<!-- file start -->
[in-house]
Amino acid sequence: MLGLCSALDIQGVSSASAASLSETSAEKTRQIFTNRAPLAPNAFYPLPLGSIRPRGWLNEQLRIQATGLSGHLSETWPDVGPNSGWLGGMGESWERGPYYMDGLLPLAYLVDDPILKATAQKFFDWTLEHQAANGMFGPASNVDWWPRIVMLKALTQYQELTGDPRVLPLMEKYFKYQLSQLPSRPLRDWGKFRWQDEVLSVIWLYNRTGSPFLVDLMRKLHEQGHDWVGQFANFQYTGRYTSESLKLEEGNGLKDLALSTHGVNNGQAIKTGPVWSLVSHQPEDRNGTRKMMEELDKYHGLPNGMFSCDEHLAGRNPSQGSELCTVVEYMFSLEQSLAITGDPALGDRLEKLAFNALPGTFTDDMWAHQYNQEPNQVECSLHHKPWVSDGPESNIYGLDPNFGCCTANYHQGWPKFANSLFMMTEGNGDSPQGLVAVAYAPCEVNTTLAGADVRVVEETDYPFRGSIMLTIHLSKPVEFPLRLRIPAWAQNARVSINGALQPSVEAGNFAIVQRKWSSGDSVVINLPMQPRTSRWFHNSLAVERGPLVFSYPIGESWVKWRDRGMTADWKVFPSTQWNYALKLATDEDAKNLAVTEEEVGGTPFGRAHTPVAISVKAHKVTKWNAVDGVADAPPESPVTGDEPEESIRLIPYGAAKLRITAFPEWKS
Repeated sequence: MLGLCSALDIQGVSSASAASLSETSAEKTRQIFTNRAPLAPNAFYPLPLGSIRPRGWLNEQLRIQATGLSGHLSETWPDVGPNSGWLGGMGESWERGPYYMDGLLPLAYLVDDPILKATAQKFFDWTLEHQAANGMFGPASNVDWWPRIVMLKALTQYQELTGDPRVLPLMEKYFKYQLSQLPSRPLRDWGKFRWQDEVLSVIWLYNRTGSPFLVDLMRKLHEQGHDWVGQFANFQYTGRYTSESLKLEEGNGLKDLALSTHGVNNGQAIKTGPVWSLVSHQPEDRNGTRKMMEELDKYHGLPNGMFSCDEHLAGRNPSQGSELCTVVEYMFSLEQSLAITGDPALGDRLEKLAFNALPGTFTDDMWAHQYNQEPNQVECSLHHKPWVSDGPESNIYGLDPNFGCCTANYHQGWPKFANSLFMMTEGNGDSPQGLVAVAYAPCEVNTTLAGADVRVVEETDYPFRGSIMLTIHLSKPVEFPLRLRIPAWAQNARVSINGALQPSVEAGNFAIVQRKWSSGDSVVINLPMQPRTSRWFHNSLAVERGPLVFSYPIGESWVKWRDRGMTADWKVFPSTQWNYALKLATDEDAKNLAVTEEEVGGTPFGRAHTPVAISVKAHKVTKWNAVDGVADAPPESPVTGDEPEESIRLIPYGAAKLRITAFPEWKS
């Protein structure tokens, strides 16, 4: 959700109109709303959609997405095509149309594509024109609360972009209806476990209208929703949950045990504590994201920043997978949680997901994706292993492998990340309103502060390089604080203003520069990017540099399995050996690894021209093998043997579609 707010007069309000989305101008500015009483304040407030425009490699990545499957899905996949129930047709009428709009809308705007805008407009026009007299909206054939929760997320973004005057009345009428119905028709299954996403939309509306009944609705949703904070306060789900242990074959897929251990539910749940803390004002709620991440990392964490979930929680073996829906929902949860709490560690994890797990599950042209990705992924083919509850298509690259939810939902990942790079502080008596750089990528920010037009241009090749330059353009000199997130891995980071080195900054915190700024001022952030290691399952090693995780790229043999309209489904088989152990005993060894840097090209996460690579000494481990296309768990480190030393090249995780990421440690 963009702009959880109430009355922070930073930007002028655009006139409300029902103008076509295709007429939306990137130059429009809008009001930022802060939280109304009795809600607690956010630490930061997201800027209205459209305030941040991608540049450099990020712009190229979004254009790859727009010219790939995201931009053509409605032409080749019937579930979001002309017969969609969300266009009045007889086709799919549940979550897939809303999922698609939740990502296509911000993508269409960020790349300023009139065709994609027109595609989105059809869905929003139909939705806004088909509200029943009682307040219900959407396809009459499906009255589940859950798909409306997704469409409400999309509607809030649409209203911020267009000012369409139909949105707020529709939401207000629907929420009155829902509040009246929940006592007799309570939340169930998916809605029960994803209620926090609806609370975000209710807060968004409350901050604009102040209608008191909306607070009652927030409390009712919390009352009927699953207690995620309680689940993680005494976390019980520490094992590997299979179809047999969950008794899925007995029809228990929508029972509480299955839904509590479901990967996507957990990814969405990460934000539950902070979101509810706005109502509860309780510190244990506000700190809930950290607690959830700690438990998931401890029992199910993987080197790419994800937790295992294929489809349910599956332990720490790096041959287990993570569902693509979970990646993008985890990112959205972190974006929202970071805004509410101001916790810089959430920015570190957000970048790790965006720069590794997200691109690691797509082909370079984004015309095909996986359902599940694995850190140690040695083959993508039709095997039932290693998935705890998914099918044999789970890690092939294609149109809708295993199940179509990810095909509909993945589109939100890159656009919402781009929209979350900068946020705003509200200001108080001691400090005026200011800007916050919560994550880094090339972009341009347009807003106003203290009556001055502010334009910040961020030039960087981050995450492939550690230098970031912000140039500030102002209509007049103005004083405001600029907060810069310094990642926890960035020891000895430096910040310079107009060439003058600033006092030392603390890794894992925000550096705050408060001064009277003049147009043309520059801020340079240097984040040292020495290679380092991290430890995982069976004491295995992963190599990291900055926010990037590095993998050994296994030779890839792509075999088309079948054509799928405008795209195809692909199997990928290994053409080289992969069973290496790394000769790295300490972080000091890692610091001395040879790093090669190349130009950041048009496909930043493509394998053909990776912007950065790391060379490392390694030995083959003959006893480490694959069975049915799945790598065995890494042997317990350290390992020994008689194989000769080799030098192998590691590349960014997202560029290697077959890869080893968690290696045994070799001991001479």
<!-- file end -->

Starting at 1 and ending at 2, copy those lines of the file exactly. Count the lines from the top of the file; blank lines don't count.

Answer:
[in-house]
Amino acid sequence: MLGLCSALDIQGVSSASAASLSETSAEKTRQIFTNRAPLAPNAFYPLPLGSIRPRGWLNEQLRIQATGLSGHLSETWPDVGPNSGWLGGMGESWERGPYYMDGLLPLAYLVDDPILKATAQKFFDWTLEHQAANGMFGPASNVDWWPRIVMLKALTQYQELTGDPRVLPLMEKYFKYQLSQLPSRPLRDWGKFRWQDEVLSVIWLYNRTGSPFLVDLMRKLHEQGHDWVGQFANFQYTGRYTSESLKLEEGNGLKDLALSTHGVNNGQAIKTGPVWSLVSHQPEDRNGTRKMMEELDKYHGLPNGMFSCDEHLAGRNPSQGSELCTVVEYMFSLEQSLAITGDPALGDRLEKLAFNALPGTFTDDMWAHQYNQEPNQVECSLHHKPWVSDGPESNIYGLDPNFGCCTANYHQGWPKFANSLFMMTEGNGDSPQGLVAVAYAPCEVNTTLAGADVRVVEETDYPFRGSIMLTIHLSKPVEFPLRLRIPAWAQNARVSINGALQPSVEAGNFAIVQRKWSSGDSVVINLPMQPRTSRWFHNSLAVERGPLVFSYPIGESWVKWRDRGMTADWKVFPSTQWNYALKLATDEDAKNLAVTEEEVGGTPFGRAHTPVAISVKAHKVTKWNAVDGVADAPPESPVTGDEPEESIRLIPYGAAKLRITAFPEWKS